Thursday, October 7, 2010

The First Weak of October

This week, we reconvened the United States Supreme Court and got down to deciding who dances best with the stars or something. The rest of the government disregards such Constitutional niceties this time of year to indulge in the quibbling and gobbledygook that is election-year campaigning. Whether one believes in the fellow who has overseen much of the economic success and distress of the past thirty years or whether one favors the anti-choice unknown naif who excites the tiresome vulgus, it matters not one whit to the otters and buzzards at the Buttonwood Park Zoo.
Because if wildlife lose the source of their foodstuff, they can fly or swim to another domain.
I stopped by an informative meeting last week at The Zoo, and was assured by Zoo insiders that if I cough up $12 million, we can start immediately sending out RFPs in order to give The Zoo's signature resident Pigeon Elephant Sisters, Ruth and Emily, fresher digs in an Asian-themed exhibit area featuring those Asian elephants and tigers and water features and macaques and red pandas and, I imagine, bamboo.

See? This way we can say we're moving to Asia for cheaper labor, but stay right here and just pay locals less.This above visual and many others were shown at the gathering and as promised, this one almost instantly appeared on the Buttonwood Park Zoo's "Master Plan" drop-down on the "About The Zoo" tab. On their website. Because they don't dick around like some other SouthCoasters who so enthusiastically cherish the half-assed.
The earnest goodwill of the Zoo's representatives and their consultants was palpably sincere. Especially in their exposition that any zoo that doesn't periodically change its exhibits loses visitors, members, and revenue. Most Zoos do so every three years; The Buttonwood Park Zoo hasn't changed anything since the First Gulf War. Ah the sweet smell of sane fiscal sensibility: "financial self-sufficiency," "capital improvements," and "community input." (The term "for the kids" was not over-mentioned.)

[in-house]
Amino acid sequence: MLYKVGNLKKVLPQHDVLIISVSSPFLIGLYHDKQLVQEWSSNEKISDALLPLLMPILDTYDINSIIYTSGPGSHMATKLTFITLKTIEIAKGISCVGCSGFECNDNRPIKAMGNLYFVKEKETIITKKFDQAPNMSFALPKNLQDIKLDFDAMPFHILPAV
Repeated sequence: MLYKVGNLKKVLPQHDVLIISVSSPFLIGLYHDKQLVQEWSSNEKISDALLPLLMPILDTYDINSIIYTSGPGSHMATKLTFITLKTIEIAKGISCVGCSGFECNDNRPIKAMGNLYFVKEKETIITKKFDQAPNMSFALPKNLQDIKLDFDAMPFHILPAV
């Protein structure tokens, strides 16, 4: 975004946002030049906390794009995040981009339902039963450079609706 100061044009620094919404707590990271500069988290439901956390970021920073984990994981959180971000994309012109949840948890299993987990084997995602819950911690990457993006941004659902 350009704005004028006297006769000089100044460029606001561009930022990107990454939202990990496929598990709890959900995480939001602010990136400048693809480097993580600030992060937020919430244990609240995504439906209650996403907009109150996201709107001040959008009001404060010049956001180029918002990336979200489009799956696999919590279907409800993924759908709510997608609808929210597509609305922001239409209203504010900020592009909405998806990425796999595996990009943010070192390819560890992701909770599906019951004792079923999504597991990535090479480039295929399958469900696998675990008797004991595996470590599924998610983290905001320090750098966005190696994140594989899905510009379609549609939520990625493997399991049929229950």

For two forthright hours, the people who take care of the animals and the facilities and the maintenance and the planning for the zoo gave a solid presentation to the dozens of us who had assembled.
But, like in so many other positive endeavors in the SouthCoast, a guy from the Buttonwood Park Pessimists' Club or other read a letter that had been penned sometime last century saying, "No" because it would mean buying three acres of real estate in Asia, at least according to the above map. This left a sour pall over the rest of the assembled curious who were worried mostly about traffic and tigers.
I found the objection -- however graciously offered and pragmatically contrived -- distasteful in its timing. Call your own meeting to pooh-pooh The Zoo's hopes and aspirations, won't you.
This knee-jerk opposition reminds me of how some folk ape the current crop of babbling nitwits on the national stage. Without indication of having assessed the situation fully or even anticipating a harmonious accord, they simply forge an animosity which entirely obviates affiliation.
Or at least that's what I got out of it as the cheery PowerPoint show concluded. And because my blood glucose level had hit single digits. (I should remember to eat dinner before these things.)
I do recall, through the delusions of hypoglycemia:''YO!''

SNOW MONKEYS!''That right. This is SNOW I'm flingin', THIS time!''
I will be reconsidering the rental of the Asian exhibit facility for that planned "Spring Fling" fundraiser, however.